Hyundai Motor Co. and Kia Motors Corp. were sued by U.S. drivers over an alleged defect that could cause certain engines to catch fire, adding pressure on the South Korean automakers being probed by U.S. authorities.

More than 350 consumer complaints were reported to the U.S. National Highway Traffic Safety Administration over non-collision fires in Hyundai and Kia vehicles as result of the automakers’ “concealment of the defect,” according to the class-action lawsuit filed on Dec. 14 in the U.S. District Court for the Central District of California by law firm Hagens Berman.

The U.S. auto-safety regulator started probing the timeliness and scope of the carmakers’ recalls related to manufacturing errors in “Theta II” engines, while the U.S. Attorney’s Office for the Southern District of New York has opened a criminal investigation in to the matter, according to a Reuters report. Hyundai and Kia have recalled about 1.6 million vehicles in the U.S. made between 2011 and 2014 related to engine problems.

Shares of Hyundai fell as much as 3.4 percent. They were down 0.9 percent at 1:24 p.m. in Seoul, while Kia advanced 1.9 percent.

The customers’ lawsuit argues that a defect restricts oil flow to core engine parts, causing premature wear and failure and eventually resulting in engine seizure and fire.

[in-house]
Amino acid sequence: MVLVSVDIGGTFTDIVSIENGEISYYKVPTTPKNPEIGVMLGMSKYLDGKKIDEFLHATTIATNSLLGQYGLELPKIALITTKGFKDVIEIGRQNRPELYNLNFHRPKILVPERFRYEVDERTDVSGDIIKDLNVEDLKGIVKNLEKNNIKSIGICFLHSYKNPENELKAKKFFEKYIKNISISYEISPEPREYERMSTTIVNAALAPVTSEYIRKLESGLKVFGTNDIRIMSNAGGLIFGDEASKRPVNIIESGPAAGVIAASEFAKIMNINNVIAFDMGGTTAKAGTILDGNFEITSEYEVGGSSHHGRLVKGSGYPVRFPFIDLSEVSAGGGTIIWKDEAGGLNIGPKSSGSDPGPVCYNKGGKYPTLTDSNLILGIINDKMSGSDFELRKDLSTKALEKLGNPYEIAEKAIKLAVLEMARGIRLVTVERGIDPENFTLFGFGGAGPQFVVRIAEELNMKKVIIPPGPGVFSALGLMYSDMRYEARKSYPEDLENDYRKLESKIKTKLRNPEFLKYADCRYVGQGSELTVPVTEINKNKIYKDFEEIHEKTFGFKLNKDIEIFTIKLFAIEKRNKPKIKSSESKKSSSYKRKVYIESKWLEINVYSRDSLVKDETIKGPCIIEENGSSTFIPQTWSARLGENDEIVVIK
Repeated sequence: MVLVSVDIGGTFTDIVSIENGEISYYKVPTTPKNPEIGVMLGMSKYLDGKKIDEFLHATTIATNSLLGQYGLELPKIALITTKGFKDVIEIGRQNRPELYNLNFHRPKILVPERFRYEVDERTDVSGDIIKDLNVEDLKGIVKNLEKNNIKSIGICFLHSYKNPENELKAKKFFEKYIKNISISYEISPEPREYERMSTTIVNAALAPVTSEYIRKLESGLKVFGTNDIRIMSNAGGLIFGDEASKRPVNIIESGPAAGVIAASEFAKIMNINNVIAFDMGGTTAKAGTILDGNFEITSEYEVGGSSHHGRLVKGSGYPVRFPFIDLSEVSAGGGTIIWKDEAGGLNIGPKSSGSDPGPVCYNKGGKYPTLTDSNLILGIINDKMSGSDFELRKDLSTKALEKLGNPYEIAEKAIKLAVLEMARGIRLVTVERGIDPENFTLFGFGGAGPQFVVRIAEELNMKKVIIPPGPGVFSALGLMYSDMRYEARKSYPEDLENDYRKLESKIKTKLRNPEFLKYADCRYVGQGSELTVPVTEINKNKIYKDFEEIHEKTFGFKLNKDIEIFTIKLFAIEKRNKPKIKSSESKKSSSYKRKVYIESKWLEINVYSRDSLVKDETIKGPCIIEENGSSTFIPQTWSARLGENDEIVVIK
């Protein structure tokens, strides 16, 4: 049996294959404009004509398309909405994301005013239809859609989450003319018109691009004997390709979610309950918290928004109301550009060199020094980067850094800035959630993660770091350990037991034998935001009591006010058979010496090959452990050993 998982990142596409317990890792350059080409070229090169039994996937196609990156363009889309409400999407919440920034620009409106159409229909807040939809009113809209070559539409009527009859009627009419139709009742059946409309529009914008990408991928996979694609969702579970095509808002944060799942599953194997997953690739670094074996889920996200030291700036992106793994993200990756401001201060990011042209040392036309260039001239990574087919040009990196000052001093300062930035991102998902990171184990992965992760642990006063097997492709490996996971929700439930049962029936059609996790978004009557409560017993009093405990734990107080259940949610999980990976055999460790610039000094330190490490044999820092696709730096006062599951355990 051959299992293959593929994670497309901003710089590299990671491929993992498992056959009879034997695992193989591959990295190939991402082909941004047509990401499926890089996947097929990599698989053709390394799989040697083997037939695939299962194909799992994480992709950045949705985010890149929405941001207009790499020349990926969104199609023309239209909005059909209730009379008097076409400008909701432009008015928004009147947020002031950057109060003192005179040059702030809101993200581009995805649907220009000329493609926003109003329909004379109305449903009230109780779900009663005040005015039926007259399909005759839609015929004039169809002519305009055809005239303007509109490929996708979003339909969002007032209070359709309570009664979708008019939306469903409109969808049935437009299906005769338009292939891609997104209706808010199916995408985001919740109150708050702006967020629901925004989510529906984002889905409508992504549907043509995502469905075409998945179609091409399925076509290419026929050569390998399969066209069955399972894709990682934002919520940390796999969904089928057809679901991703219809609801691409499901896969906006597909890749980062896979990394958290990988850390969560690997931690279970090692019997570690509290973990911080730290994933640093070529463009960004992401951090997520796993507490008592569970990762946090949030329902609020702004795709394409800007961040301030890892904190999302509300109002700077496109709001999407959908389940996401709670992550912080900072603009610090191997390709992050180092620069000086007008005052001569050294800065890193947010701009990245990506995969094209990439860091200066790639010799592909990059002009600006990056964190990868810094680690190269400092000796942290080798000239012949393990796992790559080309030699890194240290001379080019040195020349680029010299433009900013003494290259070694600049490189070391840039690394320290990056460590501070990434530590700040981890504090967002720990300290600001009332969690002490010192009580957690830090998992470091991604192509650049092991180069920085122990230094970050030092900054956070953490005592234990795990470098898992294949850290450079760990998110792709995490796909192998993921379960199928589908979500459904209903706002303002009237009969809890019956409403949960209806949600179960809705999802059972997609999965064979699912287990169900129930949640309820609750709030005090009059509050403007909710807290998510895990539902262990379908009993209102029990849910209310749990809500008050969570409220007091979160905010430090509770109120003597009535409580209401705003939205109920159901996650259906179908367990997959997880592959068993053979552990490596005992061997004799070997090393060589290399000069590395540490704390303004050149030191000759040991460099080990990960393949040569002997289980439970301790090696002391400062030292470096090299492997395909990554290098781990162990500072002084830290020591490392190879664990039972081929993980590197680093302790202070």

Hyundai Motor declined to comment on the lawsuit specifically, but in a statement the automaker said that “nothing is more important than the safety and security of Hyundai customers,” adding that the company is cooperating with the U.S. Department of Transportation and the NHTSA.

“Over the past three years, we have held numerous meetings with DOT and NHTSA representatives, and proactively discussed and identified possible safety items for NHTSA’s evaluation, including the engine recalls,” Hyundai Motor said in the statement. “NHTSA has been fully briefed and kept apprised of these recalls and low rates of associated non-collision fires.”

The Center for Auto Safety, a U.S. non-profit consumer advocacy organization, in October demanded the Korean companies recall 2.9 million vehicles of five models, arguing that almost one non-collision fire was reported every day over a period of four months.